Franco to Fraga
At Franco’s death, his regime, under the leadership of King Juan Carlos, mutated into a liberal democracy without the Francoist establishment relinquishing its hold on power. In so doing it ensured the crimes committed over 40 years of authoritarian rule would go unpunished. Spain’s current ruling party emerged from one of the harder sectors of the Francoist establishment. The fact that it is in government today bears testament to the original plan’s success.
Franco came to power after a coup against the Spanish Republic which was followed by a bloody civil war (1936-1939), in which a combination of support from the the Axis powers and inaction from the liberal Western powers, allowed him to prevail. Half a million Spaniards died during the war, 150,000 of whom were executed by the fascists. Another million left the country thereafter. After the political genocide, in which anyone suspected of links to leftwing movements was executed or served long sentences in concentration camps, what ensued was four decades of a totalitarian regime in which fascism ruled unchallenged. In Catalonia, in addition to the suppression of political rights, Franco’s rule also brought about the attempted suppression of Catalan cultural identity, with the Catalan language banned from use in public.
By the 1970s, with the “Caudillo” ageing, the regime planned its post-Franco future. It was to perform a transition to democracy, yet a very controlled one. Led by King Juan Carlos who had been anointed by Franco himself as his successor in 1969, and by Adolfo Suárez, an apparatchik designated by the king to become prime minister after Franco’s death (1975), the Francoist regime made a number of audacious moves. While allowing limited political freedom, they created a reformist party, UCD, which went on to win Spain’s first democratic elections in 1977. UCD was in power between 1977 and 1982 and was responsible for steering the process that led to the adoption of the 1978 constitution. At the time, however, another party rooted in the harder line of the Francoist establishment emerged to its right. Over time it would grow.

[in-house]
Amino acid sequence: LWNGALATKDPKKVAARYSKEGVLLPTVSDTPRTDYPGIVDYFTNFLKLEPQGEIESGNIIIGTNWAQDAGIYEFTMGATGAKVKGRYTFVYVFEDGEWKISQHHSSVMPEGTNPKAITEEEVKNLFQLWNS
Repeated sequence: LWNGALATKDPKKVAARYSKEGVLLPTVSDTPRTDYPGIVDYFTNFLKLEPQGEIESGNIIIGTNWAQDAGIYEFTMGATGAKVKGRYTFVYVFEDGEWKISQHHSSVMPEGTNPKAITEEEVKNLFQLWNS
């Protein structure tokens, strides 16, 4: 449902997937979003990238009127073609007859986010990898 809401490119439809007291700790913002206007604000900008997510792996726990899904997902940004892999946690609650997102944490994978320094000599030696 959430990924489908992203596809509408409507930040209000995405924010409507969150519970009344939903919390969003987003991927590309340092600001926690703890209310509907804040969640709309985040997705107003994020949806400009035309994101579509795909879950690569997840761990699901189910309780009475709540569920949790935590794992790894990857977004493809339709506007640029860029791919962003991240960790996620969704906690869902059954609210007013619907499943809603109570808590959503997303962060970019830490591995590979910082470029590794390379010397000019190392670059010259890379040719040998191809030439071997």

This was Alianza Popular, which brought together seven political groupings, six of which were headed by former ministers of Franco. At its helm was Manuel Fraga, who had been information and tourism minister in the 1960s and minister for the interior immediately after Franco’s death in the 1970s. Fraga was one of the seven men who drafted the 1978 constitution.